Worst of unemployment claims may have passed
June 3, 2020
SHERIDAN — As far as unemployment claims in the state, the worst may have passed, according to Wyoming Department of Workforce Services Director Robin Cooley.
The Wyoming Legislature Joint Labor, Health and Social Services Committee addressed COVID-19 issues Friday morning, including agency response from the Wyoming Department of Workforce Services — one “tip of the spear” helping the state trudge through the pandemic, Chairman Rep. Sue Wilson, R-Cheyenne, said.
The purpose of the meeting was to brief the committee on agency response since new bills passed through special session, which produced new state agency directives. Regular after-action reports from agencies will be available with detailed information about COVID-19 response in August, Wilson said.
Cooley updated the committee on a new virtual town hall series, which informs the public as to how to submit unemployment claims. Wyoming’s unemployment spiked from 3.8% in March to 9.2% in April, though the state still hosts the fifth lowest unemployment rate in the nation.
Nearly 3,500 new unemployment insurance claims were filed last week statewide, along with more than twice as many renewed claims. Cooley said the department is seeing an “evening off” of filed claims but numbers are not declining yet. About 10% of the state’s workforce is unemployed as of April.
Workforce Services’ new focus is supplying an additional 13 weeks of unemployment assistance for claimants quickly, she said. The department is also collaborating with the Occupational Safety and Health Administration to provide guidance for bringing employees back into the workplace safely.
Sheridan County’s unemployment rate nearly doubled from March to April, from an already comparably high 4.5% to 8.5% — up from 3.3% in 2019.
Cooley acknowledged recent fraud issues through the department, including 152 ID theft claims since May 13. Most fraud situations have been stopped in collaboration with banks and monitored payments — monetary loss averages $18,000, she said.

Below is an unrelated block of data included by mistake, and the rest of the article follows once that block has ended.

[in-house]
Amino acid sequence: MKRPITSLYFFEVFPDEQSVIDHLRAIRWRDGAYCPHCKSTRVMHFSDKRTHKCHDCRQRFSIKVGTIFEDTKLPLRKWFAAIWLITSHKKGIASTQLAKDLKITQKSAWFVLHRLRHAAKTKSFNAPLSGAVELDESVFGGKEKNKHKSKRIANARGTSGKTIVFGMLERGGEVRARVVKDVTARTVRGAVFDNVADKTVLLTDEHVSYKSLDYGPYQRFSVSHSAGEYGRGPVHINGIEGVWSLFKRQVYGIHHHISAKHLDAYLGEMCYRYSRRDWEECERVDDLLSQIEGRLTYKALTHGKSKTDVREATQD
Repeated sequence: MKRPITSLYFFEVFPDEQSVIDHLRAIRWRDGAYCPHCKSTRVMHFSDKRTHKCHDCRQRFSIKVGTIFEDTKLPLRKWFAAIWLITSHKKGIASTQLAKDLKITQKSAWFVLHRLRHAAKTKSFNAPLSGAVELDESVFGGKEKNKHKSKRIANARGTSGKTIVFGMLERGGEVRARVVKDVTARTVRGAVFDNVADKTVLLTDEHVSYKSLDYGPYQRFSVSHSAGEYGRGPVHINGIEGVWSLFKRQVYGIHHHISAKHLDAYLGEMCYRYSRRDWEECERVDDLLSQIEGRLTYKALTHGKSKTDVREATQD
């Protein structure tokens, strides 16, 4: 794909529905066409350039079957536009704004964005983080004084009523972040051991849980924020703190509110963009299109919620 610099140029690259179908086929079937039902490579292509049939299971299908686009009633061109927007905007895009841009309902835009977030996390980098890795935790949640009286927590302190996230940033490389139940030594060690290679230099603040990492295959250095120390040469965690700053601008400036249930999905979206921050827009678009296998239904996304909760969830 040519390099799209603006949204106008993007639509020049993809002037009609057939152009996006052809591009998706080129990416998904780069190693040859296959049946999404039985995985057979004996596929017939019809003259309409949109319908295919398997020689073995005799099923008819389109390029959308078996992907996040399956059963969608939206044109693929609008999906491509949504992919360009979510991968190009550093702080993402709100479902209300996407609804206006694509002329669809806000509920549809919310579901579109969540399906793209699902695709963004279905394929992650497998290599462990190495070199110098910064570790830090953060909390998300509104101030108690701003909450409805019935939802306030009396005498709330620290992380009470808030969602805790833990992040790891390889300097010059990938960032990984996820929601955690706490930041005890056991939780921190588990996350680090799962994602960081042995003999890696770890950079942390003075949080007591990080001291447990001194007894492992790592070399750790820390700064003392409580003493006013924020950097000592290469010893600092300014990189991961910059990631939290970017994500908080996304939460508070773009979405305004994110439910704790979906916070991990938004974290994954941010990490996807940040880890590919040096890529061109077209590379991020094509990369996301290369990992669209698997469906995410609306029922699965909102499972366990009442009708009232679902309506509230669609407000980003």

As staff continue to focus on fraud monitoring, COVID-related discrimination claims and resolving minor technical issues, Cooley said the next phase for Workforce Services will turn to reemployment.
Workforce program teams applied for an emergency dislocated worker grant of $200,000 — a sum which will be combined with other funding streams — to kick off assistance for those furloughed during the pandemic, missed work to care for family or could not appropriately distance at work and stayed home.
State and federal unemployment trust funds remain “healthy” with $51 million of untouched money in the state fund and $350 million in the federal fund, Cooley said.
Rep. Scott Clem, R-Gillette, questioned how long the state can continue along its current path, depending on May unemployment projections. Clem attributed Wyoming’s strength compared to other states to Gov. Mark Gordon’s resistance to implementing a stay at home order early on in the pandemic.
While a reliable “burn rate” has yet to be determined, Cooley said initial numbers indicate the state can continue sustainably on current projections for several years.
Both renewed and new initial claims have plateaued since March, when the department saw a sharp influx in unemployment benefit claims, Cooley said.
“It has been plateaued now for the past two weeks, which does give me a level of comfort that maybe we’ve seen — for unemployment purposes — we’ve seen the worst of it and now we’re coming down just a bit with those numbers,” Cooley said.